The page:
6888 Kitchen incubator opens first phase in the Dayton Arcade with eight small businesses

A long-awaited kitchen and small business incubator at the Dayton Arcade has opened its doors, hosting eight small culinary businesses.

6888 (pronounced “Six Triple Eight”) Kitchen, located at 32 S. Ludlow Street in Dayton, is a food business incubator that provides training, business support, and commercial kitchen space for under-resourced food entrepreneurs.

The incubator held a soft opening Thursday with four commercial kitchen spaces, a small retail storefront for entrepreneurs to sell their products, an e-commerce packaging station, two bakery pods, commercial dishwasher, and more. The incubator currently has a capacity to host 25 small businesses, but may hold up to 60 when fully built out. 6888 is open for members 24/7, and members can rent space on a six or 12-month contract.

Founded by Dayton entrepreneurs Jamaica White, Dabriah Rice, and Charlynda Scale, the kitchen is named for the 6888th Central Postal Directory Battalion (nicknamed “Six Triple Eight,”) a battalion of 855 Black women sent to Europe during World War II to solve the problem of the army’s mail.

White and Rice are co-owners of Divine Catering, and Scales, an Air Force veteran, is the owner of Mutt’s Sauce.

“We hope you are as proud of this incubator as we are,” Rice said.

The project’s next phase is expected to also include a ghost kitchen, a classroom where instructors can do both in-person and online classes, a larger retail section, and additional storage.



“We aren’t just building a kitchen. We are truly building a legacy,” Scales said.

OH Taste launched its Sharpen the Axe Program in 2022, a financial literacy and business coaching course for food entrepreneurs. To date, they have supported over 30 under-resourced food businesses and restaurants.

“(Kitchens) like this are few and far between,” said Scott Koorndyk, board member of 6888 parent company OH Taste. “Rarer are people like our founders, who will be with you every step of the way.

The enterprise applied for $4.1 million in Priority Development & Advocacy Committee (PDAC) funds in late 2023. PDAC is operated by the Dayton Development Coalition. The organization had already secured $4.4 million of the roughly $9 million project, including $1.3 million in federal funding.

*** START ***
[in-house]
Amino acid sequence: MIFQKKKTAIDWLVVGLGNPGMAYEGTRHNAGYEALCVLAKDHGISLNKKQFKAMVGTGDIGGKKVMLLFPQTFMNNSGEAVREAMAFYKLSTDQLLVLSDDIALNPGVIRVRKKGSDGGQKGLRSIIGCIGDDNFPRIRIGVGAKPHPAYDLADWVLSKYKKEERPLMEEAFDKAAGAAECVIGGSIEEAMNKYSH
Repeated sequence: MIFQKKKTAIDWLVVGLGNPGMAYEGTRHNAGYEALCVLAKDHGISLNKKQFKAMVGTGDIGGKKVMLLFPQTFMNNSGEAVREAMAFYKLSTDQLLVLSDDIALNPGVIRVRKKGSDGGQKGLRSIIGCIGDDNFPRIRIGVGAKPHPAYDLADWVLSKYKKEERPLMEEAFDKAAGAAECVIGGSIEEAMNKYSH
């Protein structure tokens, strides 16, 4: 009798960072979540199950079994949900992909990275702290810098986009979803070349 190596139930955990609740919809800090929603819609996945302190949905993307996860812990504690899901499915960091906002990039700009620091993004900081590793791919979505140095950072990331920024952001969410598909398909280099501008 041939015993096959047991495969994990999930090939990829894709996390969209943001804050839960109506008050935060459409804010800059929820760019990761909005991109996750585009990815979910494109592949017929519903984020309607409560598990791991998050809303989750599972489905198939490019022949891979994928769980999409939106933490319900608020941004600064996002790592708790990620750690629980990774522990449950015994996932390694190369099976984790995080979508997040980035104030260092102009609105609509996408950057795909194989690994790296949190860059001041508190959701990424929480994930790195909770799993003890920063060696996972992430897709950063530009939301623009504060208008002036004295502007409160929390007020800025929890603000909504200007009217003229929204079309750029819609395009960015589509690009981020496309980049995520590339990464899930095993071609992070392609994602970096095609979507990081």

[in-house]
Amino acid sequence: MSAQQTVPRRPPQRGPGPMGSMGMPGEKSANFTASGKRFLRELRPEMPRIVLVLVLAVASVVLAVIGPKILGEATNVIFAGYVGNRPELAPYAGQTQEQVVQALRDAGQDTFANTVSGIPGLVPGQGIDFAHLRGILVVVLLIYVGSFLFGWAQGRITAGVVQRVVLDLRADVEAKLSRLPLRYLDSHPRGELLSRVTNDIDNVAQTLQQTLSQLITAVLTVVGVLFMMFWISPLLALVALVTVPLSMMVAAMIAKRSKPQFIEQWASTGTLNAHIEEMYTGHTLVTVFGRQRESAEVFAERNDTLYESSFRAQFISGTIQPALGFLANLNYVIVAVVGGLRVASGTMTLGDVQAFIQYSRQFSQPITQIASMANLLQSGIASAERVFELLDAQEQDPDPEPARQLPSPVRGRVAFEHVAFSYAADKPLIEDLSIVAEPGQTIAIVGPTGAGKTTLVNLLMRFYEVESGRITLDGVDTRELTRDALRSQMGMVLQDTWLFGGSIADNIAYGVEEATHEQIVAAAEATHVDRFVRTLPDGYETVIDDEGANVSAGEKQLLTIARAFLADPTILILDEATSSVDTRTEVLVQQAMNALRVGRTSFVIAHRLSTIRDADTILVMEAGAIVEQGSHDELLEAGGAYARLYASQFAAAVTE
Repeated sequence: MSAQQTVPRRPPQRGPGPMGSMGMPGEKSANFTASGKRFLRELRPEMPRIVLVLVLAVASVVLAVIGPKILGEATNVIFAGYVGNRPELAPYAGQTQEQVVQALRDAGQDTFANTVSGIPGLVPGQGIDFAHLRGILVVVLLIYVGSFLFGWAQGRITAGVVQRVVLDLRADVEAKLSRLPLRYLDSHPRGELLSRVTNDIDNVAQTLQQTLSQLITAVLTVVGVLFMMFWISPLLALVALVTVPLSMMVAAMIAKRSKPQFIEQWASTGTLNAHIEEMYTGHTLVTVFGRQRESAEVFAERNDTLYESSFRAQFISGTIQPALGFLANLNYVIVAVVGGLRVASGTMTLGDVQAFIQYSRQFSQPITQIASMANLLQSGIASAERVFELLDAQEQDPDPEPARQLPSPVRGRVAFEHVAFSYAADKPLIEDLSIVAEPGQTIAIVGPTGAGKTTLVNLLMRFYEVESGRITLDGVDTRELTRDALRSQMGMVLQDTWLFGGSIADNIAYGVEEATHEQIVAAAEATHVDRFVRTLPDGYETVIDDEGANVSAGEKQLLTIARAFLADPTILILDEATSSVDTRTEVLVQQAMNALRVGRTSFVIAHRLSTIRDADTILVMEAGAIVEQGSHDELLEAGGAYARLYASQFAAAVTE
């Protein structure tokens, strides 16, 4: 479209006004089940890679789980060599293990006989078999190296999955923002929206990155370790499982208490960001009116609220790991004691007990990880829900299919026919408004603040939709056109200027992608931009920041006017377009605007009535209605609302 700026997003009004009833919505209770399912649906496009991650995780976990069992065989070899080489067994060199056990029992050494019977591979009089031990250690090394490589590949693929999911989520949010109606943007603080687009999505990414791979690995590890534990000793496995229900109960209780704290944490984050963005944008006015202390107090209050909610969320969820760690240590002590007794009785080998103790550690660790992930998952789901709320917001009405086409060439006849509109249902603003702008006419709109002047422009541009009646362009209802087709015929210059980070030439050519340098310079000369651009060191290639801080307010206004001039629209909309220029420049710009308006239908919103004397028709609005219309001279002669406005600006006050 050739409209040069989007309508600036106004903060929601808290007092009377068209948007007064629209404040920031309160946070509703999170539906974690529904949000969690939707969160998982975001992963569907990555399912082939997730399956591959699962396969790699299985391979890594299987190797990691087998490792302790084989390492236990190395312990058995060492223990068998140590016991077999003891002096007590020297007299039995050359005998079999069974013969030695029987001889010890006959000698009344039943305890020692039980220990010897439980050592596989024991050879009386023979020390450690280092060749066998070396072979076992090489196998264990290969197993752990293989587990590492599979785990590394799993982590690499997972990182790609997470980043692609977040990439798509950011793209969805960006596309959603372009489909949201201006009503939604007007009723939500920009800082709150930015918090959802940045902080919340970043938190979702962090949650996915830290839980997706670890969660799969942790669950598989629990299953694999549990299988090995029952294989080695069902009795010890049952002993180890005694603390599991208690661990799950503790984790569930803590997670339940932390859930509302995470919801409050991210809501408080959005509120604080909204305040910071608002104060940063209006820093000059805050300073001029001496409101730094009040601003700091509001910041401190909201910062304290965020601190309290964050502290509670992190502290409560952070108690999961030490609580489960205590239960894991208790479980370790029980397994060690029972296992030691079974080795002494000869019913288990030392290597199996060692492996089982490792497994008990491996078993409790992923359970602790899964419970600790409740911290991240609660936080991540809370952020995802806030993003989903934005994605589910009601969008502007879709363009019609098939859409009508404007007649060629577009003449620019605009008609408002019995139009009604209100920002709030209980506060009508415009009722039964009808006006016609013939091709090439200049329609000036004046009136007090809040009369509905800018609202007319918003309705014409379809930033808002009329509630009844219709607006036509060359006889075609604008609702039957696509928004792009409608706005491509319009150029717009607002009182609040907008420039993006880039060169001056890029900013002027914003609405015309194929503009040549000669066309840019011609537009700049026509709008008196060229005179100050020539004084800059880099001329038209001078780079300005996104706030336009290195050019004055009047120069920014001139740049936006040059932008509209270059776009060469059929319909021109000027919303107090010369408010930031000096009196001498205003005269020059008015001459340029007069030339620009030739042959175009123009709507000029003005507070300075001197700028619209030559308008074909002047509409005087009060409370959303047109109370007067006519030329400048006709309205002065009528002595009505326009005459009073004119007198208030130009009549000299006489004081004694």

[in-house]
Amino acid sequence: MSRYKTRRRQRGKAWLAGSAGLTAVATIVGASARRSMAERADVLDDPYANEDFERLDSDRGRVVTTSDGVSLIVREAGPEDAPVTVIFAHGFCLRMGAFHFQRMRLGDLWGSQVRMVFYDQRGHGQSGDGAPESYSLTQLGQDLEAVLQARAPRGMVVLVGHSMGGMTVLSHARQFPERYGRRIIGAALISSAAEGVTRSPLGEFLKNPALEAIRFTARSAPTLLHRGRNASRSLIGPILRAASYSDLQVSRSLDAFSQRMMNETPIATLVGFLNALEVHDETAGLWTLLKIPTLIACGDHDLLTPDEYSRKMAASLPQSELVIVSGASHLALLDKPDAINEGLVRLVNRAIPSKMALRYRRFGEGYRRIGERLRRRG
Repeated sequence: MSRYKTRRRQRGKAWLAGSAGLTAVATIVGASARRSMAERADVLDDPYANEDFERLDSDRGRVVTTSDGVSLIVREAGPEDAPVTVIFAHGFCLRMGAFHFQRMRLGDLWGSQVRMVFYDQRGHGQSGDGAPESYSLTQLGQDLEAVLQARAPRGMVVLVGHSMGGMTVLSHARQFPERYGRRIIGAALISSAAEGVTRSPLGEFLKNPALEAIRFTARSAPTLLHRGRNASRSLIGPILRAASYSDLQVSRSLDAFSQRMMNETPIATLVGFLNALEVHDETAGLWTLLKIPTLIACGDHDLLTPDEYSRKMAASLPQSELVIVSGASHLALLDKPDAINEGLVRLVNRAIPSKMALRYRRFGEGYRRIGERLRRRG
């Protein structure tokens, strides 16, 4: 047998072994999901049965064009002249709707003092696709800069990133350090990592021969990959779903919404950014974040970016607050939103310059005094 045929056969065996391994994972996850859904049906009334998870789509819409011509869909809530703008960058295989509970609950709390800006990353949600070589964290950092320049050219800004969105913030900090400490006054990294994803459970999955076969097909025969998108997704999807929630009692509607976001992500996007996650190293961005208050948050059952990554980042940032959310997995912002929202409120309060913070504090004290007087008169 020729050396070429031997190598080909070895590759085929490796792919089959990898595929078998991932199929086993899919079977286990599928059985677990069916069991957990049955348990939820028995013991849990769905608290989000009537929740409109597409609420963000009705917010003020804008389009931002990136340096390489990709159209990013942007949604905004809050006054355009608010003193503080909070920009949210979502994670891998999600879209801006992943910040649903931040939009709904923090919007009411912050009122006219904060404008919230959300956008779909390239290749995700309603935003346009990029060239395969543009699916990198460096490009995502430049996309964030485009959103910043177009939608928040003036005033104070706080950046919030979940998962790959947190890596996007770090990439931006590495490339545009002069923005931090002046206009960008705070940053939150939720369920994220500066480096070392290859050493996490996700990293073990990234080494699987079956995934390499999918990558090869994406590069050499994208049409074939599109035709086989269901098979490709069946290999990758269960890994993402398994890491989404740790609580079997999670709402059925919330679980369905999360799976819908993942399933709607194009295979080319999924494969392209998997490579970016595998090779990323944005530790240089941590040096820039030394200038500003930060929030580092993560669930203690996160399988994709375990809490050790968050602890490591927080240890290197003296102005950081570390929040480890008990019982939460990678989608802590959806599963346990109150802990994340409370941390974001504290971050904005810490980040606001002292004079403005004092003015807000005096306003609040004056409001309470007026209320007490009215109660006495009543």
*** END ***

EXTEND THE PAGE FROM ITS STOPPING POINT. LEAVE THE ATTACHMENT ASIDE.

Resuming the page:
“This funding will expand 6888′s capacity to serve 50+ entrepreneurs annually. The additional resources will empower even more Daytonians to achieve their dreams of business ownership. The result is job creation, neighborhood revitalization, and a vibrant local food economy,” Dayton Mayor Jeffrey Mims said in a letter of support of the application.

Eight food-related enterprises have already contracted with the kitchen incubator, including N’Dulge Luxe Treat Boutique, Passion to the Plate, CheezCake Lab, H3 Energetics, Divine Catering, A Grazing Experience, the Regenerative Farmer Collective, and Divine Catering.

Amber Smith is the founder of Passion to the Plate, and started her small business during the pandemic. Smith, who is studying at Sinclair Community College to be a chef, said she worked as a hairstylist for 15 years, but has “always been a cook,” she said.

“I‘ve always been in the kitchen watching my mother,” she said. “I decided at that time to sell dinners. I started just growing it, and it just kept going.”

Smith, a longtime friend of both Rice and White, graduated from Sharpen the Axe, and long-term would like to both see her line of kitchen equipment in stores, and eventually open up her own restaurant.

“When they first presented this to me years ago, before this even got started, I told them when it’s time to sign up, I’m gonna do it, and I kept my word. That’s what I do,” she said.

In February 1945, millions of pieces of unsorted mail intended for American servicemen in Europe sat undelivered in British warehouses. Unable to receive any care packages from home, American soldiers’ morale declined, army officials said at the time. The 6888th Battalion was given six months to fix the problem, but cleared the entire backlog in three, sorting as many as 65,000 packages and letters a day, according to womenshistory.org.

The commander of the 6888th, Charity Adams Early, is also a part of Dayton history. She attended Wilberforce University, was the first Black woman to be an officer in the Women’s Army Auxiliary Corps, and after retiring from the military, was a longtime Dayton resident and active member in the community until her death in 2002.

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